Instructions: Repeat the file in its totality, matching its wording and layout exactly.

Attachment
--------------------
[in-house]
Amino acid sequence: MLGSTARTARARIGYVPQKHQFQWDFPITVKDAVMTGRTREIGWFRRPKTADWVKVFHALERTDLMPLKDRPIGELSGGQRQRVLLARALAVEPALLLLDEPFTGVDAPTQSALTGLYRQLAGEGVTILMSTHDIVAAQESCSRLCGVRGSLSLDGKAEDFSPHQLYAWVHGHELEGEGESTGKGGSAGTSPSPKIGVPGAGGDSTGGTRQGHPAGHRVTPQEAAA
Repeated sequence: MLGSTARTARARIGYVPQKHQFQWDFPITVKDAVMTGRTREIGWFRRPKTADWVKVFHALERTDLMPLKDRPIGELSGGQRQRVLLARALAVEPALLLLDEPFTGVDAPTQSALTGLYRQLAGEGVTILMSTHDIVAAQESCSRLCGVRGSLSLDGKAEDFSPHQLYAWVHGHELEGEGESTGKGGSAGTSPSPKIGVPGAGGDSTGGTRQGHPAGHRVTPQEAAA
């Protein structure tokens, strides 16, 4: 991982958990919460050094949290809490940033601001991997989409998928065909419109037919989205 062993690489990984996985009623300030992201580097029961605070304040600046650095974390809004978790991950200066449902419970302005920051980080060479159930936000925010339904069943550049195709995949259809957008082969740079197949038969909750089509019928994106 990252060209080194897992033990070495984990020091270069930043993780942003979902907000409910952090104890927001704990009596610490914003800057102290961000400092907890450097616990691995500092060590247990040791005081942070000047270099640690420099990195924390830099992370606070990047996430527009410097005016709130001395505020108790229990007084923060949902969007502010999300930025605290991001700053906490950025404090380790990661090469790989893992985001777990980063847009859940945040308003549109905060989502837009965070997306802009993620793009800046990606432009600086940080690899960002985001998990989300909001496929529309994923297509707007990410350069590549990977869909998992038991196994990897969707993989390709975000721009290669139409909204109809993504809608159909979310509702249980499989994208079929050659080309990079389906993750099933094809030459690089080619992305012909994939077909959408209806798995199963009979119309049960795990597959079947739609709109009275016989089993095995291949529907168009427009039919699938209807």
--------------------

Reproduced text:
[in-house]
Amino acid sequence: MLGSTARTARARIGYVPQKHQFQWDFPITVKDAVMTGRTREIGWFRRPKTADWVKVFHALERTDLMPLKDRPIGELSGGQRQRVLLARALAVEPALLLLDEPFTGVDAPTQSALTGLYRQLAGEGVTILMSTHDIVAAQESCSRLCGVRGSLSLDGKAEDFSPHQLYAWVHGHELEGEGESTGKGGSAGTSPSPKIGVPGAGGDSTGGTRQGHPAGHRVTPQEAAA
Repeated sequence: MLGSTARTARARIGYVPQKHQFQWDFPITVKDAVMTGRTREIGWFRRPKTADWVKVFHALERTDLMPLKDRPIGELSGGQRQRVLLARALAVEPALLLLDEPFTGVDAPTQSALTGLYRQLAGEGVTILMSTHDIVAAQESCSRLCGVRGSLSLDGKAEDFSPHQLYAWVHGHELEGEGESTGKGGSAGTSPSPKIGVPGAGGDSTGGTRQGHPAGHRVTPQEAAA
């Protein structure tokens, strides 16, 4: 991982958990919460050094949290809490940033601001991997989409998928065909419109037919989205 062993690489990984996985009623300030992201580097029961605070304040600046650095974390809004978790991950200066449902419970302005920051980080060479159930936000925010339904069943550049195709995949259809957008082969740079197949038969909750089509019928994106 990252060209080194897992033990070495984990020091270069930043993780942003979902907000409910952090104890927001704990009596610490914003800057102290961000400092907890450097616990691995500092060590247990040791005081942070000047270099640690420099990195924390830099992370606070990047996430527009410097005016709130001395505020108790229990007084923060949902969007502010999300930025605290991001700053906490950025404090380790990661090469790989893992985001777990980063847009859940945040308003549109905060989502837009965070997306802009993620793009800046990606432009600086940080690899960002985001998990989300909001496929529309994923297509707007990410350069590549990977869909998992038991196994990897969707993989390709975000721009290669139409909204109809993504809608159909979310509702249980499989994208079929050659080309990079389906993750099933094809030459690089080619992305012909994939077909959408209806798995199963009979119309049960795990597959079947739609709109009275016989089993095995291949529907168009427009039919699938209807």